“My cottage was the oceanfront cottage at the end of Charlotte Street ” says Clark looking over a detailed 1928 map of Wrightsville Beach cottages. Clark was only 6 years old in 1928. “Kidder Cottage was at the ocean end of Raleigh Street on the south side. All of the streets had their own boardwalks. And the houses had boardwalks into them. And those boardwalks were pretty high too. When this was first built my recollection is that it did not have side rails at all. It later did. The erosion was a terrible problem even back then.”
At the time little was known about the physics of coastal erosion but Ocean Avenue residents hoped for the best by placing breakwaters and rows of wooden posts in front of houses to slow down the wave action. These erosion controls say both men were left up to individual homeowners. The Town of Wrightsville Beach built several jetties to trap the shifting sand and according to Creasy and Clark they were effective.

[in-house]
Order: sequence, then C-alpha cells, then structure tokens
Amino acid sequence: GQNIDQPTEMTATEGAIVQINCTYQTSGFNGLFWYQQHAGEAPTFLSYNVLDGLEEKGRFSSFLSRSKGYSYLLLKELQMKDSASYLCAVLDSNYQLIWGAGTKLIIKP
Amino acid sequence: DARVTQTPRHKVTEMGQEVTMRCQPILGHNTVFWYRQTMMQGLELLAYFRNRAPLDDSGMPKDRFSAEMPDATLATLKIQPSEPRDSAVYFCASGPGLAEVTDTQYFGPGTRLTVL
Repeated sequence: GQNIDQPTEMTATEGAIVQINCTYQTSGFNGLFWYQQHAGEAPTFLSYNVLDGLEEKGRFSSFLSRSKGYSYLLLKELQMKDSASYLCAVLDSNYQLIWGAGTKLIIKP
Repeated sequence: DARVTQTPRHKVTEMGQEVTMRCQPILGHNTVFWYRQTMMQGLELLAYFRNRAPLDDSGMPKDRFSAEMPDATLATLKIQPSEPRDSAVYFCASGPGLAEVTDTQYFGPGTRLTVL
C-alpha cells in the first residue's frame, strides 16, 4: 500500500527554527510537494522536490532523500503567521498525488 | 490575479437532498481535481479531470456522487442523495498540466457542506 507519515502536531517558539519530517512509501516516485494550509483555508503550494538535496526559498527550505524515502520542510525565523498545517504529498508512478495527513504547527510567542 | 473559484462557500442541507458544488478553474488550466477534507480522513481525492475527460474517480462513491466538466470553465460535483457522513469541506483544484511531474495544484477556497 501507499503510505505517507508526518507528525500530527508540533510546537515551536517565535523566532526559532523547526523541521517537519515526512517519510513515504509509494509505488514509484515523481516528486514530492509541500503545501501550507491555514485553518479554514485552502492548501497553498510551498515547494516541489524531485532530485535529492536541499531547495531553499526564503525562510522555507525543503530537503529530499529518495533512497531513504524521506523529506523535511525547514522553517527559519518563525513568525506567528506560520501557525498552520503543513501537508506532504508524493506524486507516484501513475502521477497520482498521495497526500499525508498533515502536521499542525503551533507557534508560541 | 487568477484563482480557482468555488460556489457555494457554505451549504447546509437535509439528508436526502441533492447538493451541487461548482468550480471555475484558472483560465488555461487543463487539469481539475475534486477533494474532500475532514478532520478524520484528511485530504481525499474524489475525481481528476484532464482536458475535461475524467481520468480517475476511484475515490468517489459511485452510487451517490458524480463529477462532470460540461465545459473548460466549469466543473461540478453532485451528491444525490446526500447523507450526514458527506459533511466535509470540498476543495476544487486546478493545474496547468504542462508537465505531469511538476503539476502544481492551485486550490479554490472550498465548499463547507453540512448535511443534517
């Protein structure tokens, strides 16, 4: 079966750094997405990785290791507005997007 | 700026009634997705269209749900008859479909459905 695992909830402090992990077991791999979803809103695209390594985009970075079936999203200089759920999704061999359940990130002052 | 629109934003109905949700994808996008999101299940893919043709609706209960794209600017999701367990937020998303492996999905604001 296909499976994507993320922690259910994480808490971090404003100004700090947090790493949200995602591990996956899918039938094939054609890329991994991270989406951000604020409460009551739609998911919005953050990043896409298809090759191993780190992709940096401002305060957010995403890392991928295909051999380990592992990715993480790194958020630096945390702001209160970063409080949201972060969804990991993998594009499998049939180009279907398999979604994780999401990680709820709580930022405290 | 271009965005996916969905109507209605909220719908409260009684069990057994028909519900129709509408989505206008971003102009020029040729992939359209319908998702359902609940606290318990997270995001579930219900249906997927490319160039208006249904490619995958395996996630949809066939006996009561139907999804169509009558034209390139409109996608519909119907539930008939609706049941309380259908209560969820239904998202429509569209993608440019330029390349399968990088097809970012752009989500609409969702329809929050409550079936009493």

“Well they understood that jetties worked ” says Clark.
“That’s exactly what I was going to say ” adds Creasy. “We had about seven jetties all up and down this beach from the south end to the north end and at a certain time of the year and (around the jetties) the sand on one side would be up to the top and the other side would be way down. And then the next season it would shift. The sand was just moving back and forth back and forth. Wouldn’t you say that George?”
“Yes I would. And then eventually the jetties were made of creosoted piles and creosoted wood and they disintegrated over time and became ineffective. But the thing that actually saved the beach was the dune and berm project ” says Clark of the project to dredge Bird Island (across from the Yacht Club) in the 1960s. “That saved Wrightsville Beach. And I think it will be there from now on.”
But the sea continually nipped at the heels of Ocean Avenue’s oceanfront homes. And then in 1929 Mother Nature shook the family cottages to the bone undermining pilings and wiping out breakwaters and jetties. In the captions that accompany the photos Creasy writes that the “high tides of September 21-22 1929” brought the Ocean Avenue residents face to face with the reality of the power of the ocean. In today’s high-tech world these high tides would have likely been associated with a hurricane and Jim Cantore from the Weather Channel would have been on the beach.